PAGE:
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Baptist to expand access to monoclonal antibody therapies

Baptist Memorial Health Care, along with the Mississippi State Department of Health (MSDH) and the U.S. Department of Health and Human Services (HHS), announced that it has expanded access to COVID-19 monoclonal antibody (mAb) therapies at Baptist Memorial Hospital-DeSoto in Southaven and Mississippi Baptist Medical Center. Additionally, plans are underway for expansion at Baptist Memorial Hospital-Leake. 

mAb treatment helps prevent progression of COVID-19 that might otherwise require hospitalization for people who are at high risk of developing severe illness and have tested positive for the virus or are unvaccinated and have been exposed to someone who has tested positive. This therapy may be administered intravenously or through subcutaneous injection. If administeredtoday within 10 days of having COVID-19 symptoms, this one-time therapy has proven effective in neutralizing the virus and preventing symptoms from worsening.

“Preventing the spread of COVID-19 and limiting the effects of this illness on our community have been our priorities during the past year and a half,” said Jillian Foster, system pharmacy administrator for Baptist Memorial Health Care. “Monoclonal antibody treatment has proven to be an effective tool in reducing hospitalizations, especially among those at high risk for severe illness. But to have the greatest impact and do the most good, we need to continue to make this treatment available to everyone who qualifies in our community.

“Through our collaboration with MSDH and HHS, we will have the resources to expand our reach and extend this treatment option to the most vulnerable people in our community. We hope that will help improve survival and stop the spread of this disease.” 

On March 17, 2021, HHS announced it was investing $150 million to increase access to mAb therapy for high-risk patients in underserved and disadvantaged communities across the country. With support from KPMG LLP, HHS is developing new prototype models for expanding access to mAb treatment and leveraging an existing network of health care partners who have the experience and equipment necessary to provide the therapy. 

Baptist joins a growing list of national mAbs therapy providers supported by KPMG and sponsored by HHS as part of the federal effort to help end COVID-19 and improve health equity in underserved communities across the country. In addition to the new Mississippi locations, 40 infusion sites have now been established or expanded under this initiative in Landover, MD; San Diego, CA; Detroit, MI; Barnstable County, MA; Houston, TX; Beckley, WV; Worcester, MA; western Michigan; southern Missouri, northeast South Carolina; and northern and southern Mississippi.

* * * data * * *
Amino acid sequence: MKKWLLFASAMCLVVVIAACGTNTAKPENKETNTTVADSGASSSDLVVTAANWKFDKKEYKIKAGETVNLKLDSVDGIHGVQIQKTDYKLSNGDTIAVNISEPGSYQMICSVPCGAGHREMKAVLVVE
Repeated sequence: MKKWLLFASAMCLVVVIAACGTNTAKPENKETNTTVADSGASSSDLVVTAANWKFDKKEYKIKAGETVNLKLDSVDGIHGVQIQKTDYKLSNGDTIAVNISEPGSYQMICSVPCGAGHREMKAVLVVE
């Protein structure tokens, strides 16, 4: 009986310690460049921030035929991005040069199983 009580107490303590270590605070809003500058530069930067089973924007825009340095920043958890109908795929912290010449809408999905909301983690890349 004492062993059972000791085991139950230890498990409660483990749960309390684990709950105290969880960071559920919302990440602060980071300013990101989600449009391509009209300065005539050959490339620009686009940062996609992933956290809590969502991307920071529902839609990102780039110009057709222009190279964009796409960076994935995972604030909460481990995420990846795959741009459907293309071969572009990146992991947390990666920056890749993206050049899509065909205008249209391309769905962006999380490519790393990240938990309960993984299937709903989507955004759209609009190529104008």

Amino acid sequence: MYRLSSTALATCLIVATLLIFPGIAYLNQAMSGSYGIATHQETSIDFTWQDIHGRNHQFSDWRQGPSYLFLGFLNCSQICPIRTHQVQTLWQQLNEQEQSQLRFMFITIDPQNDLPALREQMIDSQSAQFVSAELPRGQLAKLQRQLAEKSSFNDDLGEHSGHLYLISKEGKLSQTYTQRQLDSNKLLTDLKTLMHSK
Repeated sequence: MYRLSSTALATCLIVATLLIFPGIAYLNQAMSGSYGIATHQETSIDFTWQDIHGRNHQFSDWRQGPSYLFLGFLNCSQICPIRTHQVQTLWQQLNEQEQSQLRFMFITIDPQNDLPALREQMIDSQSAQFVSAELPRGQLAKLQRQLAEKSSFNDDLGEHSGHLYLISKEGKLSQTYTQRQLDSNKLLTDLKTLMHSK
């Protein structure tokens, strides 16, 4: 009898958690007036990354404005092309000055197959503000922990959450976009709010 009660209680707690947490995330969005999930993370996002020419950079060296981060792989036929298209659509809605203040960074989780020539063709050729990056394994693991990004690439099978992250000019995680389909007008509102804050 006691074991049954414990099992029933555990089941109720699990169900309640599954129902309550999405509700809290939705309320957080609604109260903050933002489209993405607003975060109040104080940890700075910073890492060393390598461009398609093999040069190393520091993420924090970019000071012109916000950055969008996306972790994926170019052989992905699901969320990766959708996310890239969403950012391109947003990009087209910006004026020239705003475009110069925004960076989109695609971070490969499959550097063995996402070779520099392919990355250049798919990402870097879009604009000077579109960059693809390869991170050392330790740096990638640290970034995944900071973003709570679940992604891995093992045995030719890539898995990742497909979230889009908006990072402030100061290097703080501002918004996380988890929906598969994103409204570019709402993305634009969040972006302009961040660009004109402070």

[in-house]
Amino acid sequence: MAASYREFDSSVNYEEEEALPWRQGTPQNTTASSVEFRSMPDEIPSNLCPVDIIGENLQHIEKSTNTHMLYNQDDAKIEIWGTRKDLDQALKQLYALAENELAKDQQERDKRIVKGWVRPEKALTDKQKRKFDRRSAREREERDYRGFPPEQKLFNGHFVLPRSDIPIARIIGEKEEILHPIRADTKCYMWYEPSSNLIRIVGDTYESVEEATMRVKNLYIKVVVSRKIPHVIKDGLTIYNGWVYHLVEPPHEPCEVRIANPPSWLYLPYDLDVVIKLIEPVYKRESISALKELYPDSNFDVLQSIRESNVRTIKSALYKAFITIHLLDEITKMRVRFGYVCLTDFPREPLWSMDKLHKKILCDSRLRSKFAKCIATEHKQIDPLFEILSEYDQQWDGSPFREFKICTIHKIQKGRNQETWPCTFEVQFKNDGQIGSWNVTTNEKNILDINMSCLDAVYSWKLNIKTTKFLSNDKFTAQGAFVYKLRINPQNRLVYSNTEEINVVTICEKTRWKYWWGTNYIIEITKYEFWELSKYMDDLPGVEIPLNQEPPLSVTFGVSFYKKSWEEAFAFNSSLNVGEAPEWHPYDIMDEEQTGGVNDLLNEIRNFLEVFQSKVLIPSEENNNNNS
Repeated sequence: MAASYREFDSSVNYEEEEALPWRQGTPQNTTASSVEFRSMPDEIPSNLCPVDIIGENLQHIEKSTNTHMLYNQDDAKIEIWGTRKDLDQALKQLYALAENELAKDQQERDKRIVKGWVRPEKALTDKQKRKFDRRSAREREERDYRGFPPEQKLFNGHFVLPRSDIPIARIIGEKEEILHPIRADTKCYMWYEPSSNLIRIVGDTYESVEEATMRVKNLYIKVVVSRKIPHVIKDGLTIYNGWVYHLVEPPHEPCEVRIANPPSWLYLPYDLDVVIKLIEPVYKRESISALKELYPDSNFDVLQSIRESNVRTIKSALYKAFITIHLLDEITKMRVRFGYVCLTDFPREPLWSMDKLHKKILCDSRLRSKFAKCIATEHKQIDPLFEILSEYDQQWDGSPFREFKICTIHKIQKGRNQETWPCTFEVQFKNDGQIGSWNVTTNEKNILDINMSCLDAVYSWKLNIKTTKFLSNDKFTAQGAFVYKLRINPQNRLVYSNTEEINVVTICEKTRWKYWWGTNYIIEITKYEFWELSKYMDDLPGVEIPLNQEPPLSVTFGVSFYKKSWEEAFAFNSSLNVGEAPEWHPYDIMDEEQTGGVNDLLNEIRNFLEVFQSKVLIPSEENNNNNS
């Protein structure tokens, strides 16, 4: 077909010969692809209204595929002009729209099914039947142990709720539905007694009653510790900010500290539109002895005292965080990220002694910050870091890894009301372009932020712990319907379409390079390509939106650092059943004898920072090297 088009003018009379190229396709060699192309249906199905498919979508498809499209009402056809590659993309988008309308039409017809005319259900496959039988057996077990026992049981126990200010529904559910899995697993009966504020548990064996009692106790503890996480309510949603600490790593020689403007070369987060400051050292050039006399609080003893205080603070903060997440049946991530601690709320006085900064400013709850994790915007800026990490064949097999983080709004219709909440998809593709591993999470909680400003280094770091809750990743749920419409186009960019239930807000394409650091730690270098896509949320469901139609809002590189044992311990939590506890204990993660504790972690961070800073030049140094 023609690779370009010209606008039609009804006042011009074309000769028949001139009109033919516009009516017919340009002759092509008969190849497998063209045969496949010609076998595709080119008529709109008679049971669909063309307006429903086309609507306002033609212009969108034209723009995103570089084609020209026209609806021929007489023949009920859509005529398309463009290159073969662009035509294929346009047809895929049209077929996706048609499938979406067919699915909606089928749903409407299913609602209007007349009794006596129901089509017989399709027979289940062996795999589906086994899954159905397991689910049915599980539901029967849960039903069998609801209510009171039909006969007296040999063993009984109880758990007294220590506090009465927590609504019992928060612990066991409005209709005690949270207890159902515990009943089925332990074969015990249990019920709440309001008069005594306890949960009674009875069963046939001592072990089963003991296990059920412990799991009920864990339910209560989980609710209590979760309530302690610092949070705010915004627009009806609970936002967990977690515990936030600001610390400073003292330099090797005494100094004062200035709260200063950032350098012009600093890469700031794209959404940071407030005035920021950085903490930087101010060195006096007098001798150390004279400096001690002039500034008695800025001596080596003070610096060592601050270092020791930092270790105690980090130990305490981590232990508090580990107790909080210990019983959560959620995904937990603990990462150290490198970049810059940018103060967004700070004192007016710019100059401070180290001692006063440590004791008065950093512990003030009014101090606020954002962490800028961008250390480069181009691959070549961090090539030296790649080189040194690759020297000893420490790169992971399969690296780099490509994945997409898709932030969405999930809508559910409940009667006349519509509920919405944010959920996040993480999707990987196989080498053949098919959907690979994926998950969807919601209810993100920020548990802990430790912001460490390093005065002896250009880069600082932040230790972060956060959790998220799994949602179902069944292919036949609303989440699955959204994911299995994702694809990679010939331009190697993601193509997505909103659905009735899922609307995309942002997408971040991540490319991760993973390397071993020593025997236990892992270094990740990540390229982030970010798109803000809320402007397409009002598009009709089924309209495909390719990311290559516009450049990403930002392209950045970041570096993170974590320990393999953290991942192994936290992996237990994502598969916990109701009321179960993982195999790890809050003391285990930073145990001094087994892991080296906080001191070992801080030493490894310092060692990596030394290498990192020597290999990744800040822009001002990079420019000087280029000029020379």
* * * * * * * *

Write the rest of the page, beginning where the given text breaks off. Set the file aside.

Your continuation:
mAb therapy is the first COVID-19 treatment granted emergency use authorization by the U.S. Food and Drug Administration for outpatient use. A Phase 3 clinical trial showed that antibody therapy reduced the risk of hospitalization or death by up to 70% in patients who received the drug intravenously compared to those who received a placebo. 

The three Mississippi Baptist Memorial hospitals expanding treatment availability can collectively treat more than 100 patients a day. To be eligible for mAb treatment, patients must meet the emergency use authorization (EUA) definition of “high risk.” 

There is no cost to the patient, and treatment is offered regardless of immigration status or health insurance. 

To confirm eligibility for treatment and book an appointment, contact the relevant Baptist location below:

● Mississippi Baptist Medical Center in Jackson, MS: 1-855-733-8863 

● Baptist Memorial Hospital-DeSoto in Southaven, MS: 1-844-877-2433 

● Baptist Memorial Hospital-Leake in Carthage, MS: 601-267-1162 

A treatment for COVID-19 is here and is available in every state at hundreds of locations across the country. With the help of KPMG, the U.S. Department of Health and Human Services (HHS), state and local health departments, and local hospitals and health clinics, eligible patients will have increased access to monoclonal antibody therapy (mAb) in a growing number of underserved and disadvantaged communities through this initiative. Authorized by the FDA, mAb treatment is available to patients who have tested positive for COVID-19 and are considered at high risk for progressing to severe COVID-19 and/or hospitalization. To learn more about eligibility and find a treatment location near you, visit

DeSoto County News Service 

2 thoughts on “Baptist to expand access to monoclonal antibody therapies

  • Margie Childers

    Is a physician referral required?

    • Dina Kriscunas

      Saturday is day 9 of covid.. I was fully vaccinated. Am I still eligible for monoclonal treatment? I was told you are open tomorrow but no way to leave a message.


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